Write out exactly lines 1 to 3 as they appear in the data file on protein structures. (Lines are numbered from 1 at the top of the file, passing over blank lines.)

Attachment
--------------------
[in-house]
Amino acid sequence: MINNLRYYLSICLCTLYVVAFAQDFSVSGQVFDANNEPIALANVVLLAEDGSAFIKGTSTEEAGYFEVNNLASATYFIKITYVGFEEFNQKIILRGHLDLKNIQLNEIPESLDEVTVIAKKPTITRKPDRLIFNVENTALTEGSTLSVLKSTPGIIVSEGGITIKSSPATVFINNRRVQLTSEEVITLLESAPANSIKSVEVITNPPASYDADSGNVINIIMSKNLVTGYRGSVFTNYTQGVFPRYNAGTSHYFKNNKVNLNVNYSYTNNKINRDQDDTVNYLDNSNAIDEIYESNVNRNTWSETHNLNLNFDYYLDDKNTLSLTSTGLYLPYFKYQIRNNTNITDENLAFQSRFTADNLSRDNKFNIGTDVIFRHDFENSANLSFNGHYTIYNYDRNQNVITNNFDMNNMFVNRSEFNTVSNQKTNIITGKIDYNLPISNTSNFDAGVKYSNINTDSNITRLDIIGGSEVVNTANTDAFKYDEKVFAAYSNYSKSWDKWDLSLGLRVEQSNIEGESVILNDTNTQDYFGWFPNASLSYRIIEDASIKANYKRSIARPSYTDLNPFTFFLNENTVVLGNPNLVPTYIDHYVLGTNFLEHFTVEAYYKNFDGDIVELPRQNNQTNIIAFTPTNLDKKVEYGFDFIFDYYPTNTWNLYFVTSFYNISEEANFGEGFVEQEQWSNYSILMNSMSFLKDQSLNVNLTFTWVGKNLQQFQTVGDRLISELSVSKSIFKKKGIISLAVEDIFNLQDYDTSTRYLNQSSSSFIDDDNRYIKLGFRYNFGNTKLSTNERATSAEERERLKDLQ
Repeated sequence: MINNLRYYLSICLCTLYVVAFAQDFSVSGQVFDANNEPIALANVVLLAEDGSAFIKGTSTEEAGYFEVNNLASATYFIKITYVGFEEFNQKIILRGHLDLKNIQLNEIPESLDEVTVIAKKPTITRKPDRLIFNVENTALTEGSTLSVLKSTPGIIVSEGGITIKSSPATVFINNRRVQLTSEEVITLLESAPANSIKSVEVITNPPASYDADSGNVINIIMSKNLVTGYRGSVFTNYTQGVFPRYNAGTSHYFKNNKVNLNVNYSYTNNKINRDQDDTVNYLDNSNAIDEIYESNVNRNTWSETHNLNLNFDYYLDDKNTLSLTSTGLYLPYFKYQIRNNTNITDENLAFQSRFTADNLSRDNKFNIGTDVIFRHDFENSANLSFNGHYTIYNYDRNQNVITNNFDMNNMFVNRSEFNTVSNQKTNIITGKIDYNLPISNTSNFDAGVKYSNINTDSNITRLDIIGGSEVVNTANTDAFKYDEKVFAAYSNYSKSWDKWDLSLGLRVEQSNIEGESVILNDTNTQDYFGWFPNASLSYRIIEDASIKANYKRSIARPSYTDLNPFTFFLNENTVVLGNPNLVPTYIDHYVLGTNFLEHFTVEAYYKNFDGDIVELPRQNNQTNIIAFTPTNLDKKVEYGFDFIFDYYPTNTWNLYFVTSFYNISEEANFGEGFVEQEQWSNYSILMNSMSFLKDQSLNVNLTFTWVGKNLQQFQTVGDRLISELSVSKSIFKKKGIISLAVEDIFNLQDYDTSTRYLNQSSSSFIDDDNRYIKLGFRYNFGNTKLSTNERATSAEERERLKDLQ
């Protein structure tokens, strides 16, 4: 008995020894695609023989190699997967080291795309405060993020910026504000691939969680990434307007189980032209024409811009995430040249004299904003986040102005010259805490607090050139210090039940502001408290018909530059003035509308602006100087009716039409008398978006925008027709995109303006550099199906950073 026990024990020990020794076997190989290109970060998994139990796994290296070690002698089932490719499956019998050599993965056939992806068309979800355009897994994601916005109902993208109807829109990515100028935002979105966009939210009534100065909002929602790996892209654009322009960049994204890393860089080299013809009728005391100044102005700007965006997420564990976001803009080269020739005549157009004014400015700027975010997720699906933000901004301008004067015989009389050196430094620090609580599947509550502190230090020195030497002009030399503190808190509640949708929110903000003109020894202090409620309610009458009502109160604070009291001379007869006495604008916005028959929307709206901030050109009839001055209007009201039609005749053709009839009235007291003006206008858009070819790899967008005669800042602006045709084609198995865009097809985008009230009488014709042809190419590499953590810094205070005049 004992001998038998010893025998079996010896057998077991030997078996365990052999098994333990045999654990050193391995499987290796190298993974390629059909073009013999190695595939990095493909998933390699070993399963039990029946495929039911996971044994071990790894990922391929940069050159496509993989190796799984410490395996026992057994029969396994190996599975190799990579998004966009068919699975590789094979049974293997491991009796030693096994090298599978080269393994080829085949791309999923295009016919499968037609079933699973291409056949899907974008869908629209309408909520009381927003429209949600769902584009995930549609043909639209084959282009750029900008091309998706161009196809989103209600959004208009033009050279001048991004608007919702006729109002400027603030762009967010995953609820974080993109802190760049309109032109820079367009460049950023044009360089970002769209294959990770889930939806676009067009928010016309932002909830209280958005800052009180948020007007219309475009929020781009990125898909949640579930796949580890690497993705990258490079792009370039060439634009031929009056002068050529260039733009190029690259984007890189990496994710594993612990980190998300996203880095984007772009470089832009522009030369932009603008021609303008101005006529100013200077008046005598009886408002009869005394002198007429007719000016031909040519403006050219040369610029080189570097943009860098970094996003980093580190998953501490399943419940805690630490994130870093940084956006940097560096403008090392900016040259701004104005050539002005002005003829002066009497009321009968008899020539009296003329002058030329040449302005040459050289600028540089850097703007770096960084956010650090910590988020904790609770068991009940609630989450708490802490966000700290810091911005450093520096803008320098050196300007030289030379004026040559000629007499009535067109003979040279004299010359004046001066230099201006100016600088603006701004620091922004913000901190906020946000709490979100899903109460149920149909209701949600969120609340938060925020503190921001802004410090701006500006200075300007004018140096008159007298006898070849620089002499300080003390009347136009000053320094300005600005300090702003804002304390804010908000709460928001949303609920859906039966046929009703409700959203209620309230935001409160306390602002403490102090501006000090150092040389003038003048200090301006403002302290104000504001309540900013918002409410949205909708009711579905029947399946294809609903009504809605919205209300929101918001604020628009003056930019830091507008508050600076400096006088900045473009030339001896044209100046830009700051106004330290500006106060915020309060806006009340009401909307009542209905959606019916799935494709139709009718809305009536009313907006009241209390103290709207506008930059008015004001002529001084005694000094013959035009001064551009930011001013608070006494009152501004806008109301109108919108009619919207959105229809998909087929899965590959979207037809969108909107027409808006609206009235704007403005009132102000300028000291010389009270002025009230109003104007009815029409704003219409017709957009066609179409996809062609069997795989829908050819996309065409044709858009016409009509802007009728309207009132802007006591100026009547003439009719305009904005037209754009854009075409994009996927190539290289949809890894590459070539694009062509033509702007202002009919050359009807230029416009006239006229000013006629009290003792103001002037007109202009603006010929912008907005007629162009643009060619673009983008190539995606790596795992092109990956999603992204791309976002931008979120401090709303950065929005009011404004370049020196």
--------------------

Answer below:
[in-house]
Amino acid sequence: MINNLRYYLSICLCTLYVVAFAQDFSVSGQVFDANNEPIALANVVLLAEDGSAFIKGTSTEEAGYFEVNNLASATYFIKITYVGFEEFNQKIILRGHLDLKNIQLNEIPESLDEVTVIAKKPTITRKPDRLIFNVENTALTEGSTLSVLKSTPGIIVSEGGITIKSSPATVFINNRRVQLTSEEVITLLESAPANSIKSVEVITNPPASYDADSGNVINIIMSKNLVTGYRGSVFTNYTQGVFPRYNAGTSHYFKNNKVNLNVNYSYTNNKINRDQDDTVNYLDNSNAIDEIYESNVNRNTWSETHNLNLNFDYYLDDKNTLSLTSTGLYLPYFKYQIRNNTNITDENLAFQSRFTADNLSRDNKFNIGTDVIFRHDFENSANLSFNGHYTIYNYDRNQNVITNNFDMNNMFVNRSEFNTVSNQKTNIITGKIDYNLPISNTSNFDAGVKYSNINTDSNITRLDIIGGSEVVNTANTDAFKYDEKVFAAYSNYSKSWDKWDLSLGLRVEQSNIEGESVILNDTNTQDYFGWFPNASLSYRIIEDASIKANYKRSIARPSYTDLNPFTFFLNENTVVLGNPNLVPTYIDHYVLGTNFLEHFTVEAYYKNFDGDIVELPRQNNQTNIIAFTPTNLDKKVEYGFDFIFDYYPTNTWNLYFVTSFYNISEEANFGEGFVEQEQWSNYSILMNSMSFLKDQSLNVNLTFTWVGKNLQQFQTVGDRLISELSVSKSIFKKKGIISLAVEDIFNLQDYDTSTRYLNQSSSSFIDDDNRYIKLGFRYNFGNTKLSTNERATSAEERERLKDLQ
Repeated sequence: MINNLRYYLSICLCTLYVVAFAQDFSVSGQVFDANNEPIALANVVLLAEDGSAFIKGTSTEEAGYFEVNNLASATYFIKITYVGFEEFNQKIILRGHLDLKNIQLNEIPESLDEVTVIAKKPTITRKPDRLIFNVENTALTEGSTLSVLKSTPGIIVSEGGITIKSSPATVFINNRRVQLTSEEVITLLESAPANSIKSVEVITNPPASYDADSGNVINIIMSKNLVTGYRGSVFTNYTQGVFPRYNAGTSHYFKNNKVNLNVNYSYTNNKINRDQDDTVNYLDNSNAIDEIYESNVNRNTWSETHNLNLNFDYYLDDKNTLSLTSTGLYLPYFKYQIRNNTNITDENLAFQSRFTADNLSRDNKFNIGTDVIFRHDFENSANLSFNGHYTIYNYDRNQNVITNNFDMNNMFVNRSEFNTVSNQKTNIITGKIDYNLPISNTSNFDAGVKYSNINTDSNITRLDIIGGSEVVNTANTDAFKYDEKVFAAYSNYSKSWDKWDLSLGLRVEQSNIEGESVILNDTNTQDYFGWFPNASLSYRIIEDASIKANYKRSIARPSYTDLNPFTFFLNENTVVLGNPNLVPTYIDHYVLGTNFLEHFTVEAYYKNFDGDIVELPRQNNQTNIIAFTPTNLDKKVEYGFDFIFDYYPTNTWNLYFVTSFYNISEEANFGEGFVEQEQWSNYSILMNSMSFLKDQSLNVNLTFTWVGKNLQQFQTVGDRLISELSVSKSIFKKKGIISLAVEDIFNLQDYDTSTRYLNQSSSSFIDDDNRYIKLGFRYNFGNTKLSTNERATSAEERERLKDLQ